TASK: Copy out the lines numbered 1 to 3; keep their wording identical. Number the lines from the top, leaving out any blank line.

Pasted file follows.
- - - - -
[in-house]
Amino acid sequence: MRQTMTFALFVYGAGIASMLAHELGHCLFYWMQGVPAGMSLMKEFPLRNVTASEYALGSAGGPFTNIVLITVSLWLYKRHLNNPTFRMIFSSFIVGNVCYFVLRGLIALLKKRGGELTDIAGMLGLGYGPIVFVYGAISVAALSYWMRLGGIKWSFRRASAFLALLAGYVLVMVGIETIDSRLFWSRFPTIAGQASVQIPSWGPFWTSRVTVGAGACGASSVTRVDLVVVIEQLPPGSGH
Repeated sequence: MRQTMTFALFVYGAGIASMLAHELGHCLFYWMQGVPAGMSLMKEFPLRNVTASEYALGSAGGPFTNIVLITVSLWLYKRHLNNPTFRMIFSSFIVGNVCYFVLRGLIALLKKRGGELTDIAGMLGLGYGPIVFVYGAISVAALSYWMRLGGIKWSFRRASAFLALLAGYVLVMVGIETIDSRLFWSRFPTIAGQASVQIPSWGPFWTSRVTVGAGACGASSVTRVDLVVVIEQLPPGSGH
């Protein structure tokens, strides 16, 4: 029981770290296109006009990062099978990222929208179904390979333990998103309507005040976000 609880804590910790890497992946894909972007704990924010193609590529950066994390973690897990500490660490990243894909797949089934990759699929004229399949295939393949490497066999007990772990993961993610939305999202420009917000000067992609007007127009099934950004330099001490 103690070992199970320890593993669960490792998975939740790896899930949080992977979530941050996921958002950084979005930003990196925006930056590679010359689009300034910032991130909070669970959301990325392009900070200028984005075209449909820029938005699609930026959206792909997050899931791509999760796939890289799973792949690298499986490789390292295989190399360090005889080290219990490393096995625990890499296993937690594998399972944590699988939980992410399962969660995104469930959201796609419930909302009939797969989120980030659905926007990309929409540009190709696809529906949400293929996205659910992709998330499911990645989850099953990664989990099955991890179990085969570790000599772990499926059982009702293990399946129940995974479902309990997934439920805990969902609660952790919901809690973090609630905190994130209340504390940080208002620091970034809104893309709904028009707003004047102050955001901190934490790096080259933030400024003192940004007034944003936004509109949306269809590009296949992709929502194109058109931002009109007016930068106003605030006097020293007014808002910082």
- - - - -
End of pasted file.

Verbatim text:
[in-house]
Amino acid sequence: MRQTMTFALFVYGAGIASMLAHELGHCLFYWMQGVPAGMSLMKEFPLRNVTASEYALGSAGGPFTNIVLITVSLWLYKRHLNNPTFRMIFSSFIVGNVCYFVLRGLIALLKKRGGELTDIAGMLGLGYGPIVFVYGAISVAALSYWMRLGGIKWSFRRASAFLALLAGYVLVMVGIETIDSRLFWSRFPTIAGQASVQIPSWGPFWTSRVTVGAGACGASSVTRVDLVVVIEQLPPGSGH
Repeated sequence: MRQTMTFALFVYGAGIASMLAHELGHCLFYWMQGVPAGMSLMKEFPLRNVTASEYALGSAGGPFTNIVLITVSLWLYKRHLNNPTFRMIFSSFIVGNVCYFVLRGLIALLKKRGGELTDIAGMLGLGYGPIVFVYGAISVAALSYWMRLGGIKWSFRRASAFLALLAGYVLVMVGIETIDSRLFWSRFPTIAGQASVQIPSWGPFWTSRVTVGAGACGASSVTRVDLVVVIEQLPPGSGH